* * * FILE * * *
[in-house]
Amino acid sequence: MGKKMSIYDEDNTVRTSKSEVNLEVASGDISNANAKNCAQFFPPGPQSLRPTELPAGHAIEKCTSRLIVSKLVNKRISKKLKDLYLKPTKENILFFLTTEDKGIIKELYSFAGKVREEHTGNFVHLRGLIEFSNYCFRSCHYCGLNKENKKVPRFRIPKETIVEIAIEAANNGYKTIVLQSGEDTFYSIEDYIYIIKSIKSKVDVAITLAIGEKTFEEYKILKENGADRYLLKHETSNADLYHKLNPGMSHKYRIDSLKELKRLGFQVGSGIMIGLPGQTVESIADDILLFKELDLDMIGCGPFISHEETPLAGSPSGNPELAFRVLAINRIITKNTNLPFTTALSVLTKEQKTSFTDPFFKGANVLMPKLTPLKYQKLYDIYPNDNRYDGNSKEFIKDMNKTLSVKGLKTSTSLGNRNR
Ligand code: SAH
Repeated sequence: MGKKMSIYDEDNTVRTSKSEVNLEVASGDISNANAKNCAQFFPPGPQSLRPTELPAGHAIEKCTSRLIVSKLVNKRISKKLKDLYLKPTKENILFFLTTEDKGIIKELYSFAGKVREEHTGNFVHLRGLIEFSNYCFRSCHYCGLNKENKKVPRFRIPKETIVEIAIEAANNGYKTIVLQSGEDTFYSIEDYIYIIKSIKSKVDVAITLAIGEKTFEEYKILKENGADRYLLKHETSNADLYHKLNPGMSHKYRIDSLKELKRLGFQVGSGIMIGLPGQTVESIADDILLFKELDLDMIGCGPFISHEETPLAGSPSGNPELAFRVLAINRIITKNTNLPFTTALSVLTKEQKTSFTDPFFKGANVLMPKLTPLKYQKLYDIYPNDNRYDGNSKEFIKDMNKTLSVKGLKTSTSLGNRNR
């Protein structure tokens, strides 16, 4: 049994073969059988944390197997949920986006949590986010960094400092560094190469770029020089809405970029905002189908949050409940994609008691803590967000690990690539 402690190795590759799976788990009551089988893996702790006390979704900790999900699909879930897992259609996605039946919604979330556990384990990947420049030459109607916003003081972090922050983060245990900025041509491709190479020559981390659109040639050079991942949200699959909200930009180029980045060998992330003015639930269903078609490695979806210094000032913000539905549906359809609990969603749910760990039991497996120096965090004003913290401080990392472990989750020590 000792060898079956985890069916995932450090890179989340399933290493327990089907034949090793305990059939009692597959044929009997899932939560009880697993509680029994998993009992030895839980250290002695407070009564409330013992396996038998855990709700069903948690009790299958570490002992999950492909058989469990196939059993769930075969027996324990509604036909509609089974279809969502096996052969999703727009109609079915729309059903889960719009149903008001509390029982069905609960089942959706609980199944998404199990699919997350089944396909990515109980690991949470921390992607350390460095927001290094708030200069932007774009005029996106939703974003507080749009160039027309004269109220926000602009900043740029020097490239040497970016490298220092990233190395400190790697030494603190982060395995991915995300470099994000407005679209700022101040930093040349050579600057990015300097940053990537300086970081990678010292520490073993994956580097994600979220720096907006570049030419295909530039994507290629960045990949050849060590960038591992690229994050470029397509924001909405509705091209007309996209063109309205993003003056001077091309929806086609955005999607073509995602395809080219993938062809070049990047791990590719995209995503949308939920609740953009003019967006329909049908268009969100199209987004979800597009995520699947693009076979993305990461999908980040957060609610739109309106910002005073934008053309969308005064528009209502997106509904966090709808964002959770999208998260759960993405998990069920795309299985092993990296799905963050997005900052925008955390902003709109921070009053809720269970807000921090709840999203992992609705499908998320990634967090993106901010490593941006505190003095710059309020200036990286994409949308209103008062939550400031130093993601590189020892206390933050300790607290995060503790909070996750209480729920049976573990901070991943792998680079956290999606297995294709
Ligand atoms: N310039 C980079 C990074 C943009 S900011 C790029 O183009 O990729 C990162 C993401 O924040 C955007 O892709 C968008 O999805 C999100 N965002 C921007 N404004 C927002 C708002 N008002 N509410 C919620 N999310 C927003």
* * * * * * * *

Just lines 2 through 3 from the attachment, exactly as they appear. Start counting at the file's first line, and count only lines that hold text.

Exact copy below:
Amino acid sequence: MGKKMSIYDEDNTVRTSKSEVNLEVASGDISNANAKNCAQFFPPGPQSLRPTELPAGHAIEKCTSRLIVSKLVNKRISKKLKDLYLKPTKENILFFLTTEDKGIIKELYSFAGKVREEHTGNFVHLRGLIEFSNYCFRSCHYCGLNKENKKVPRFRIPKETIVEIAIEAANNGYKTIVLQSGEDTFYSIEDYIYIIKSIKSKVDVAITLAIGEKTFEEYKILKENGADRYLLKHETSNADLYHKLNPGMSHKYRIDSLKELKRLGFQVGSGIMIGLPGQTVESIADDILLFKELDLDMIGCGPFISHEETPLAGSPSGNPELAFRVLAINRIITKNTNLPFTTALSVLTKEQKTSFTDPFFKGANVLMPKLTPLKYQKLYDIYPNDNRYDGNSKEFIKDMNKTLSVKGLKTSTSLGNRNR
Ligand code: SAH